The amendment would impose a $20,000 fine and/or a ten year jail sentence on
anyone who performed an abortion. This made the physicians in the state
extremely nervous. In effect, the state would be looking over the doctor's
shoulder whenever he performed an abortion; the doctor would have to consider
the possibility of a later police investigation during which he or she would
have to justify their decision to perform an abortion.
A group called Vote Yes for Life promoted the measure.
They had until 2008-APR to collect
at least 16,776 signatures on a petition in order to have the constitutional
amendment placed on the 2008
ballot. Their stated goal was "... to end abortion used as birth control."
3 They organized the Pastor
Urgency Tour from 2008-FEB-25 to MAR-01 in order to rally 300 Pastors
to collect signatures in their churches and get the people in their churches to
collect more signatures. ..."
A second organization promoting the measure was the Lampstand Project,
a coalition of South Dakota Churches. At a press conference, their leaders
suggested that most South Dakotans would have voted in favor for the abortion
restriction law in 2006-NOV if it had allowed abortions in cases of rape or
incest, and when a major threat to the woman's health was present.
Opposing them was The South Dakota Campaign for Healthy Families.
5 Their website describes
some of the reasons why people were planning to vote NO on the initiative:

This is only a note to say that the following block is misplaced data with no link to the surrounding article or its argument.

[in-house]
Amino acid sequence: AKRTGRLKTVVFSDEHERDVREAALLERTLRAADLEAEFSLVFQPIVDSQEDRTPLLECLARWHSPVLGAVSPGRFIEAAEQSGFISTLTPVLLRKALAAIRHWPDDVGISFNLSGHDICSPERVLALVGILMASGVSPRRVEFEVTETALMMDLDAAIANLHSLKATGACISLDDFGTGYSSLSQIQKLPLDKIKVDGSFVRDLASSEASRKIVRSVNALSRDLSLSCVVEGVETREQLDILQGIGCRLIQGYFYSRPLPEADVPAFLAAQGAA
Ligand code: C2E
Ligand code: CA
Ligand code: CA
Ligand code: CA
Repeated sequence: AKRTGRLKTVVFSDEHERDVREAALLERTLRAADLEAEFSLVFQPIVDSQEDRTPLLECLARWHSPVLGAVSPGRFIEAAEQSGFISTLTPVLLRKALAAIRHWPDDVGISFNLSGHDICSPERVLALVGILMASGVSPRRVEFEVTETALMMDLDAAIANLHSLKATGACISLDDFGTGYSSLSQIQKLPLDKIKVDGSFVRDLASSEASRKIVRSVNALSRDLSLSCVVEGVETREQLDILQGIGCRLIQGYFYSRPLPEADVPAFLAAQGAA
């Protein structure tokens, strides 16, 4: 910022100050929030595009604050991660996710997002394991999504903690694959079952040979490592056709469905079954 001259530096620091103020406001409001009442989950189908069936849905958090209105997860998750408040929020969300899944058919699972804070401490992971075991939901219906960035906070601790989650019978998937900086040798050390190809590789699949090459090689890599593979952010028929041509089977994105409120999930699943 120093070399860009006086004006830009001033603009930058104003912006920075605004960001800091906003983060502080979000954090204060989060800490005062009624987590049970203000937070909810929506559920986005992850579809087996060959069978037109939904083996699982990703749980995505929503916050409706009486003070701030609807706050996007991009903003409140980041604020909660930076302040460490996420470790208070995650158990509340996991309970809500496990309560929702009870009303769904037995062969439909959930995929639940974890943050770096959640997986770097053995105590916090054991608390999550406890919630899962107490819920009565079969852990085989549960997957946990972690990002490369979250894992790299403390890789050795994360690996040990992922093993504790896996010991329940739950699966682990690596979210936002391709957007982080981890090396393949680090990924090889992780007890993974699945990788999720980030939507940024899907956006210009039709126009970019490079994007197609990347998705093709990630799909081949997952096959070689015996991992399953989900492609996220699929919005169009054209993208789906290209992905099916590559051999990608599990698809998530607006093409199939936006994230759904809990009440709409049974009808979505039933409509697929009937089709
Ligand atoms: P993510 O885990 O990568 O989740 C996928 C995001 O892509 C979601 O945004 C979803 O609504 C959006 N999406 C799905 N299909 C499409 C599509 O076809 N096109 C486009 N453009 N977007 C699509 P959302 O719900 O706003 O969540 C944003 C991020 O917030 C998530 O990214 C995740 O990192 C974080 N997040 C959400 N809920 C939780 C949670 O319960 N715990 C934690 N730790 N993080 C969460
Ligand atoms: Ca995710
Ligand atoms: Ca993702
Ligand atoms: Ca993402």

|"Having an abortion is never an easy decision for a woman. It is a very
personal, heartfelt choice that no one else can, or has the right to make."|
|"I?m old enough to remember what happened to women when abortions were
criminalized in an earlier era."|
|"The people who are promoting this measure admit they want to challenge
Roe v. Wade and this is one step in that process. They are using the people of
this state for their national campaign, even though this law would place
honorable and dedicated physicians at risk because of the medical decisions
they make. The unintended consequences of this law could be staggering. ..."|
BallotPedia reports that:
"A poll taken in 2007 by a Washington, D.C.-based polling company showed that
75% of South Dakotans believe there are alternative methods short of
criminalizing abortion in order to reduce the abortion rate in the state. The
poll also showed that 52% did not support the issue being on the ballot."
A later poll was taken in 2008-OCT, just before the
vote, by Sioux Falls Argus Leader. Results were 44% in favor and 44%
opposed; 12% were undecided.
Wording of the Initiative:
The ballot on Initiated Measure 11 read:
An Initiative to prohibit abortions except in cases where the mother?s life or
health is at a substantial and irreversible risk, and in cases of reported rape
Attorney General Explanation:
Currently a woman may obtain an abortion during the first 24 weeks of pregnancy.